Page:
Day one. Boudicca the litter collector of Colchester. We collected a dustbin sack full of cans, plastic wrap, fag packets, plastic bottles… Mostly all plastic. Sadly we filled a sack within a quarter of a mile, before we had to stop to recycle it. It actually felt like an ocean we couldn’t content with. We ceremoniously marked the sealing of the first sack by advertising the work of #extinctionrebellion in the form of wall papering a bus stop with some beautiful XR posters – You’re welcome.
Theresa, Janet and myself walked on, leaving the town behind for the main road out of Colchester, before leaving the beaten track for the tranquility of birdsong from hedgerows in country lanes; far less litter here. We passed a farm, with three tractors planting potatoes on a very small field; disproportionate for three machines; the three of us just watched, no words needed…. Shared yet unspoken calculations regarding pollution, energy and yield. The maths just doesn’t add up; the answer certainly doesn’t benefit us.
Day…. What day is it? Thursday 11th. After a tough walk to D’Arcy yesterday, i slept brilliantly. Fab campsite, hot showers and in bed by 7:45 – the only way to stay warm. Q: What’s the one thing every peri menopausal woman dreads whilst camping in the freezing cold? A: surprise period! Excellent. Luckily, i did pack two bullets for my pistol, just in case. Even luckier, our next door neighbour in the caravan managed to find a random tampon in her make up bag. Lady, i am eternally grateful. This may be an overshare; get over it. This has made me think about what it’s like for women sleeping rough; just something else bloody awful to contend with (‘scuse the pun). It was a bloody cold night, but it was mouse free and i slept really well. Theresa and i got ourselves packed up and set off at 10 this morning, as we were to part company at Tolleshunt Knights. On arriving there we discovered the bus service had been axed, but a kind Catalonian woman in the form Gloria, (79, district nurse) gave Theresa a ride to Tollesbury, after a great discussion about the Franco regime and introducing us to her friend Ines who serenaded me on the pavement with a Spanish song, before bestowing a leaflet about Jesus on me. Simply blown away by random acts of kindness.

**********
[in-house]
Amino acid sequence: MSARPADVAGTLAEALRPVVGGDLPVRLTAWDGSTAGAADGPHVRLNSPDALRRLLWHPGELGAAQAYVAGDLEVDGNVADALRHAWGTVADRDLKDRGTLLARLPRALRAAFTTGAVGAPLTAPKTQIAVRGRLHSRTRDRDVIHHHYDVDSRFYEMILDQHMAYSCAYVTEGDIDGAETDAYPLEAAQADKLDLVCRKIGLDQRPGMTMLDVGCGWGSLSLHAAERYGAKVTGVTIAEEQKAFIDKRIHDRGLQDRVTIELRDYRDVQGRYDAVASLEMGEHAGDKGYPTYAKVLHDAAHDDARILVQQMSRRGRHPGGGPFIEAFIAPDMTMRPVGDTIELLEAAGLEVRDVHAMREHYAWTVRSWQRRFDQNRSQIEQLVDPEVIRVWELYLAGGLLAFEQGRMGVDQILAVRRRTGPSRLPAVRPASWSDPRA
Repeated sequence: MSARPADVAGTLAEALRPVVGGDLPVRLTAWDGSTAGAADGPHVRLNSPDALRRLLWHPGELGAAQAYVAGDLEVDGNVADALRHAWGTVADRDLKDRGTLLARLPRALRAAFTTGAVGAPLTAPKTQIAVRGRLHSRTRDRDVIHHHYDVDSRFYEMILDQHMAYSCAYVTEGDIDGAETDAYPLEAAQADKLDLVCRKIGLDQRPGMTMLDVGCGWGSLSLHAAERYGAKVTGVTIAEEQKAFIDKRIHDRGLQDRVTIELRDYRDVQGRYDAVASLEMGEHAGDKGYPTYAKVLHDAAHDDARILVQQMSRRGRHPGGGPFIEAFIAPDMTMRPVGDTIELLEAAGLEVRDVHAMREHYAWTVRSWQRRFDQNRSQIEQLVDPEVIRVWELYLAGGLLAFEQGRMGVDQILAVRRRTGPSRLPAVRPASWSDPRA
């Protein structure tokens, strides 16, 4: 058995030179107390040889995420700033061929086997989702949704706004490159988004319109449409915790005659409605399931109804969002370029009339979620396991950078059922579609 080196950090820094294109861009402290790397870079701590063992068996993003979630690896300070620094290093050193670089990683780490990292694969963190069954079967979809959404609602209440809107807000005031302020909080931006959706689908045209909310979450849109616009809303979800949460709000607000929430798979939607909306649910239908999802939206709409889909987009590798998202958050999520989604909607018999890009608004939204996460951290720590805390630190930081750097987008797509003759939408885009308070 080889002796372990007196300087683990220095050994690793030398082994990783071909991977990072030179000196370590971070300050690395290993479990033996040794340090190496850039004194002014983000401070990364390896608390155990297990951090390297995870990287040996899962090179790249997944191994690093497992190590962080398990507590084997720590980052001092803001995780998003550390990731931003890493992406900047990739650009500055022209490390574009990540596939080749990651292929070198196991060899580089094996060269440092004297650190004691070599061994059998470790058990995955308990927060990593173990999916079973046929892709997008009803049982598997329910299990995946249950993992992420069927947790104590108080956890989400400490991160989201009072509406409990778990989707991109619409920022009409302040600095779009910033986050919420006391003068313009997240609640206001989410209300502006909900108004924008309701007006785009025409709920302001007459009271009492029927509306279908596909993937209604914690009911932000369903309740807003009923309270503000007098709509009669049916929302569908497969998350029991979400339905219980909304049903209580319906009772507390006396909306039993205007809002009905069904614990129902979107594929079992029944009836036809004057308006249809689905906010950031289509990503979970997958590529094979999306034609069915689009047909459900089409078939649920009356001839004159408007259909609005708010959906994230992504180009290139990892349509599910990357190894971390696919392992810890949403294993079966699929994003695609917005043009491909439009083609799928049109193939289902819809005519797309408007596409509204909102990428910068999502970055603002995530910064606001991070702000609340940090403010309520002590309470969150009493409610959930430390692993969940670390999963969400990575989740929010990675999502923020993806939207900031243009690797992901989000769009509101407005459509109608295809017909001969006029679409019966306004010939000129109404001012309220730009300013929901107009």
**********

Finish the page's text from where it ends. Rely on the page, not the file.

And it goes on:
Day four. Friday 12th. Danbury – Writtle. Despite it being only 7.5 miles, I’m being forced to take the day off. After 13 miles yesterday I’ve developed two really awful blisters, which are incredibly painful, preventing me from walking. Today I have no choice but to rest at my friend’s house with Poppy keeping me company. Due to this, my plans changed from camping tonight to sofa surfing courtesy of Miriam, an XR friend in Chelmsford. It also seems that I may not have dodged the bug…. I’m about to go back to bed in the hope I can shake this off a dreadful headache, sore throat and streaming nose. If I surface in a couple of hours feeling better, I shall make my way to Writtle, as the plan tonight is to meet up with Chelmsford rebels to make banners and keep warm before Miriam rescues me and let’s me sleep on her sofa. Fingers crossed this is just fatigue. I’m not done yet.
Day 5 – Saturday 13th – back home, currently game over. Ended up having to come home. It seems I didn’t escape Sophia’s bug. It was a hard decision to make, my best friend Bee looked after me in her home brilliantly, however there’s no place like home when you develop a temperature of 39 degrees. Those of you that know me well will know that my default position on everything is nearly always confrontational; I fight; but when it comes to health I believe that when your body shouts loudest you should listen; it’s your vehicle that will get you to your destination – so requires love and care. I’m glad I listened, because this morning I don’t feel well at all.
Part of the capitalist rhetoric – the “no pain, no gain” ethos is in stark contrast to regenerative culture; it is non compassion at the deepest level; something I am trying to change in nursing culture; a concept that formed a book chapter to inspire change in the way we socialise students into the profession.
So here I am, after a night of rigours and sweats; grateful to be warm in my home with my family, and not suffering the cold and damp in my tent.
Today, I would have been walking from Writtle to Kelvedon Hatch, having met up with fellow travellers Bob and Colin. Colin has taken the baton from me now, and Bob has sorted me out a place to sleep tomorrow night if I’m back in the game – which I intend to be. I want to thank so many people for their support, effort and care….. Too numerous to mention in my current state of being; you know who you are – all of you XXX